In follow-up to , I would like to add my strong endorsement for that would set a maximum length of just less than 26’ for vessels plying Candlewood’s waters. Importantly, I would also urge all residents and boaters who share this view to contact the Department of Energy and Environmental Protection (DEEP) to underscore this message with your reasoning before the 4 p.m. deadline this Friday, January 27. For your voice to count, the time to act is now.
There has been much discussion over whether the Lake is overcrowded, ‘undersafe,’ and occupied by too many boats with too much power and girth. While the proposed rule will not (indeed cannot) address all user concerns, conflicts and engine configurations, it represents a significant and sensible step forward in preserving essential lake and boating values enjoyed by so many over the years. It will improve boating safety and
enjoyment by other users while protecting the lake, its shoreline from erosion, owners’ boat lines and docks from excessive strain and secured vessels from potential damage.
Given the Lake’s waterprint, its long fingers and relatively narrow passageways, boats of excessive size and power can produce outsized problems. Moreover, there is no inherent need for large-scale boats — the distances are not great, the seas seldom threatening and the extra freeboard is simply not required — and they can introduce negative influences that are contrary to enjoyment, while presenting their own safety hazards to others and their property. While such influences and risks are not limited to these larger boats, they can certainly be a major contributor to them.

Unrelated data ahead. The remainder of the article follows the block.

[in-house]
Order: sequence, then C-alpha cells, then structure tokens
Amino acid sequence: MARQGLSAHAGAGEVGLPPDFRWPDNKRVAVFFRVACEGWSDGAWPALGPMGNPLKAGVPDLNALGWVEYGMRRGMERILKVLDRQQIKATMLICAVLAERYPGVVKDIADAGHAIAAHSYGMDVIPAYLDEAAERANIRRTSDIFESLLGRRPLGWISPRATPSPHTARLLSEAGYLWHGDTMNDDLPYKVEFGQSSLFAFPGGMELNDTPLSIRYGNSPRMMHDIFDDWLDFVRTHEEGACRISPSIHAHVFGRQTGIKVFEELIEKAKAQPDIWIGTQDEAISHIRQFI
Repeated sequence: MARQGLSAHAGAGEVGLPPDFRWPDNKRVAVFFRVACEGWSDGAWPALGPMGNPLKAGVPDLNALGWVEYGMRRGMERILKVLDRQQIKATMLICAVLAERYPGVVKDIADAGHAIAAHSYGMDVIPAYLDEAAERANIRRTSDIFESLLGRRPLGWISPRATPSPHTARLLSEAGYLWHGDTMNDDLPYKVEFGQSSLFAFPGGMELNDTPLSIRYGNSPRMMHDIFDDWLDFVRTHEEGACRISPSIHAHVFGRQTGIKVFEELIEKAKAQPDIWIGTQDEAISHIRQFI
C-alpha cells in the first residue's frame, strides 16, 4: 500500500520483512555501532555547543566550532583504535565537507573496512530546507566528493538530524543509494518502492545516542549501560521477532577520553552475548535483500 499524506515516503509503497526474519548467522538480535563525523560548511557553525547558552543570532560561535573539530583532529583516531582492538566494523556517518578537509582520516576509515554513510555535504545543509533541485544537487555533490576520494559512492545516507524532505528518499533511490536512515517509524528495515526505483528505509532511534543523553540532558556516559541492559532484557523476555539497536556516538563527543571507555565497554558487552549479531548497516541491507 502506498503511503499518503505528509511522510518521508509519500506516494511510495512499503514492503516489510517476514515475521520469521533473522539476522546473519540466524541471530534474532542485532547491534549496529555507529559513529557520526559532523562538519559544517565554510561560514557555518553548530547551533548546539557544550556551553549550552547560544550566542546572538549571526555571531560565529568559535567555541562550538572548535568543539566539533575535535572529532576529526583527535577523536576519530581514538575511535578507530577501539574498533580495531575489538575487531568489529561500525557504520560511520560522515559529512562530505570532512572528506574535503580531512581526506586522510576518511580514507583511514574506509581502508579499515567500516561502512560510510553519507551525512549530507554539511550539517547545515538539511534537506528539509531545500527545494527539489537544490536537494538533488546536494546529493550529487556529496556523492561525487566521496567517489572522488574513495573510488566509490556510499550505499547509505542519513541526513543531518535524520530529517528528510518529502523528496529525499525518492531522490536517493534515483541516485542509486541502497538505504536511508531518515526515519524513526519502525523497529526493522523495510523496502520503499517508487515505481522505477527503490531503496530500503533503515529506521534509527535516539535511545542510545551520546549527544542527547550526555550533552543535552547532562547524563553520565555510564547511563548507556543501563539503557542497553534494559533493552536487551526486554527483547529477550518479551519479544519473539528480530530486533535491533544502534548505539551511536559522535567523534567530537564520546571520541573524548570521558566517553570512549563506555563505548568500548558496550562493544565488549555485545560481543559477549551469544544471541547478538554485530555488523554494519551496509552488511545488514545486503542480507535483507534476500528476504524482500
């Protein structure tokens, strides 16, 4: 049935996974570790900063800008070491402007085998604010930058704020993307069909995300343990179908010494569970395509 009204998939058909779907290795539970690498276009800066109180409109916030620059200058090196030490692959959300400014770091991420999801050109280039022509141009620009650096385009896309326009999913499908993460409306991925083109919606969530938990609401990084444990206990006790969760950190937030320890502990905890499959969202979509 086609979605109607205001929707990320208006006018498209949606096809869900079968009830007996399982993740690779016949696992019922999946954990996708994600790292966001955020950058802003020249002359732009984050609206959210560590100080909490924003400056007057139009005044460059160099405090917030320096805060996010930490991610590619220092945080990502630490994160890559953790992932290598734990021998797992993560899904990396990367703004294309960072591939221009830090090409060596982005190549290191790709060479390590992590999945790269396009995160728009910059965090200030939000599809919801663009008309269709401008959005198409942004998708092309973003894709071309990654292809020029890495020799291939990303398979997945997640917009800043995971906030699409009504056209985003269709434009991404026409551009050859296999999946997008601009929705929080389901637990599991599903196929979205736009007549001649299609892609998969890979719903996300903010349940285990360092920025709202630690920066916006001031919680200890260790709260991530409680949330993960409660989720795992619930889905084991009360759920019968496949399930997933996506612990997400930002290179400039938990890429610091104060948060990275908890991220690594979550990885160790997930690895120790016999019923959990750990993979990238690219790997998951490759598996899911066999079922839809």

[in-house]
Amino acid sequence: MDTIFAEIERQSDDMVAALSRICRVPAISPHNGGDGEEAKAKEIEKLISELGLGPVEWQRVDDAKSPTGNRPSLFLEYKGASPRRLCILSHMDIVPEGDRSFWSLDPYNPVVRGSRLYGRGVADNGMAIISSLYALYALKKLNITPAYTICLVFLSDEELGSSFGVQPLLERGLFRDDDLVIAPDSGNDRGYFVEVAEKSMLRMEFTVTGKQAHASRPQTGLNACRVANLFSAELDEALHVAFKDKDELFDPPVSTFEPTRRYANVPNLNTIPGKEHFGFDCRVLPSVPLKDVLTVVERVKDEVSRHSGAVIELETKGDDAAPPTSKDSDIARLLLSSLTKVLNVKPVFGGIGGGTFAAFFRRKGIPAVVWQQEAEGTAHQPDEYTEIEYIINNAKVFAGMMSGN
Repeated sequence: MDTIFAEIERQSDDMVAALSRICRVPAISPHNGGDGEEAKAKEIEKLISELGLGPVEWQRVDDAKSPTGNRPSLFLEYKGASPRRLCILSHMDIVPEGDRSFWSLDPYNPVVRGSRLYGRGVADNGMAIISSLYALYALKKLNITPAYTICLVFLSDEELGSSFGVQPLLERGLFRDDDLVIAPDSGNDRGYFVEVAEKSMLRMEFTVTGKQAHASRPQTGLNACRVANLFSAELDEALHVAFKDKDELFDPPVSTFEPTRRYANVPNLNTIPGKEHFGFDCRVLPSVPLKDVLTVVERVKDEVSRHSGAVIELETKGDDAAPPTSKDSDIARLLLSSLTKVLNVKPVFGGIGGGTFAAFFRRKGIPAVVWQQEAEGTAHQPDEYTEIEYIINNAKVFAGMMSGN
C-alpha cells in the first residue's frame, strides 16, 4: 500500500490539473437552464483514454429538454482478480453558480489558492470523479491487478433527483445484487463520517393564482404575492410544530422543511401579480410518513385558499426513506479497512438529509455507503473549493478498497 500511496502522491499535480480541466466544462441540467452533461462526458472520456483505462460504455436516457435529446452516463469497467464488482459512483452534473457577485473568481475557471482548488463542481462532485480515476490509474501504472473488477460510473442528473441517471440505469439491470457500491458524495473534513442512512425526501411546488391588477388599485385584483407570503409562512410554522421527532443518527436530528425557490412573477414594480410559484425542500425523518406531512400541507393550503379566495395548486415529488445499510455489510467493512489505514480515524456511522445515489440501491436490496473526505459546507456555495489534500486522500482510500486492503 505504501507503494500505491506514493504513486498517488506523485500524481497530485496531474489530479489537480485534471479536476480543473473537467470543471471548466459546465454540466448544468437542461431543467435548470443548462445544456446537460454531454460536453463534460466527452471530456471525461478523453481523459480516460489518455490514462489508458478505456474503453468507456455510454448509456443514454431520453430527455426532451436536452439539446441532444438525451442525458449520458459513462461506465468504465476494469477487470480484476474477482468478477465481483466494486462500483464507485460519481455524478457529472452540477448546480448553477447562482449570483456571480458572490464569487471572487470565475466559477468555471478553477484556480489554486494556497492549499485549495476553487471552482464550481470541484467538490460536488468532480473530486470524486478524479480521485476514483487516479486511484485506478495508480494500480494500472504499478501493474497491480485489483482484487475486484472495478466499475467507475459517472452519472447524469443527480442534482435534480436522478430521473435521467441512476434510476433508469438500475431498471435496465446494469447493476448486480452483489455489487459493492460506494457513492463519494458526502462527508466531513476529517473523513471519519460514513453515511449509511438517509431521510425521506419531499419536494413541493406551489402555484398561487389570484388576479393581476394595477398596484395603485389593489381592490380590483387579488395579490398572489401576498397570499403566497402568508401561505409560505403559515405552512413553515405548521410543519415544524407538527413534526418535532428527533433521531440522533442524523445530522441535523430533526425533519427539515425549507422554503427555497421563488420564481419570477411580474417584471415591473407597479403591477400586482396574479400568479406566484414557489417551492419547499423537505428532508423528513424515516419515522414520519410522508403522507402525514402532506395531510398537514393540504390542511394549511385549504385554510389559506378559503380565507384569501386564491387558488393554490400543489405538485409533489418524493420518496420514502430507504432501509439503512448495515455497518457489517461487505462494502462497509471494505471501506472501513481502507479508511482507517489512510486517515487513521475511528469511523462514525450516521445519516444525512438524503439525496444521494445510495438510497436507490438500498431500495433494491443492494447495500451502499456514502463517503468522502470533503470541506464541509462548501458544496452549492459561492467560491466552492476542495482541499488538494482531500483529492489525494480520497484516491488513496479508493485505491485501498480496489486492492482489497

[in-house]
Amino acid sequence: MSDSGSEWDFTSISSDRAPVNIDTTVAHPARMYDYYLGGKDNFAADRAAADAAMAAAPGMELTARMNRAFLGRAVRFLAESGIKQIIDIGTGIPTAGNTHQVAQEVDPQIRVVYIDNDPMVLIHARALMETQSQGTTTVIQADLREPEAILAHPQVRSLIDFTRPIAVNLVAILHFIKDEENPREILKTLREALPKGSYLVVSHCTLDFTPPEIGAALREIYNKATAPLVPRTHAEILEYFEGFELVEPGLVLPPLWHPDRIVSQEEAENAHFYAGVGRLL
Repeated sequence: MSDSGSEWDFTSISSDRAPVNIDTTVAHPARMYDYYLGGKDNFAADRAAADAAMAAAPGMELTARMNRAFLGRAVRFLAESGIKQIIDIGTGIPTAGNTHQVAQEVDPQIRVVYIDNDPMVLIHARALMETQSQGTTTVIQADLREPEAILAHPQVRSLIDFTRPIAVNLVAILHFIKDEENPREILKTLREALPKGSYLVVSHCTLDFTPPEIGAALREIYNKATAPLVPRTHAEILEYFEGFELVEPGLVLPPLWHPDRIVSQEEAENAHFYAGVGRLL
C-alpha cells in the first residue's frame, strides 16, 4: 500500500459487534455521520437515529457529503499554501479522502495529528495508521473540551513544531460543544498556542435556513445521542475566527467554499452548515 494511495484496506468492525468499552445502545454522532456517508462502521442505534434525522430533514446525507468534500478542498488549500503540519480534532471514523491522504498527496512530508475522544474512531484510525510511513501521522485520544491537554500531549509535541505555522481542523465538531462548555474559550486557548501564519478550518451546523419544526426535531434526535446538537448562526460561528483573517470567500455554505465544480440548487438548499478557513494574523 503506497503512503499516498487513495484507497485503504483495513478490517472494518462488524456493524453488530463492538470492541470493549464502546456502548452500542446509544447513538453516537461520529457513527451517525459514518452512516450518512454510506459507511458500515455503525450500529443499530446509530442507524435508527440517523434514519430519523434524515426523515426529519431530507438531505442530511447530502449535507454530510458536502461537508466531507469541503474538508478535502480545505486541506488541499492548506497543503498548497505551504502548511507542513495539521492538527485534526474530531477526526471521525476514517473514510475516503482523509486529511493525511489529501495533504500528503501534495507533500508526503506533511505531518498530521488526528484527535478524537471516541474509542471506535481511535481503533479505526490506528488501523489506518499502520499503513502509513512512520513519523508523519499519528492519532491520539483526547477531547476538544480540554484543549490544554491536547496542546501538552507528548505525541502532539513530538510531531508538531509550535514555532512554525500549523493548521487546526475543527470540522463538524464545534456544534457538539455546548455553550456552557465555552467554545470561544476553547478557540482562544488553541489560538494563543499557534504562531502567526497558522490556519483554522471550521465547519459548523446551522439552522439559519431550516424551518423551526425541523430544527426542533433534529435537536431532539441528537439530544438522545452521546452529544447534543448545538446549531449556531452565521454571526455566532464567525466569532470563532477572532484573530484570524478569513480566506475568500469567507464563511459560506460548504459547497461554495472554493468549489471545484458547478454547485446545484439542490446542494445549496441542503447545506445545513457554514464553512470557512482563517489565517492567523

There is a point at which size matters. Big boats (although not exclusively) typically bring with them big baggage: big horsepower, big speed, big noise, big water displacement, big wakes, big docks, even big party venues. In my view, big boats as defined are too big for Candlewood and simply don’t belong — they infringe and detract from an otherwise terrific Lake experience for other boat operators and shoreline residents.
Send your comments by fax (860/434-3501) or email to firstname.lastname@example.org, the CT DEEP designee charged with assembling public input. Take this opportunity now; it’s important and may not present itself again.
20-Year Lake Resident, Boater and Kayaker
Chair, Candlewood Watershed Initiative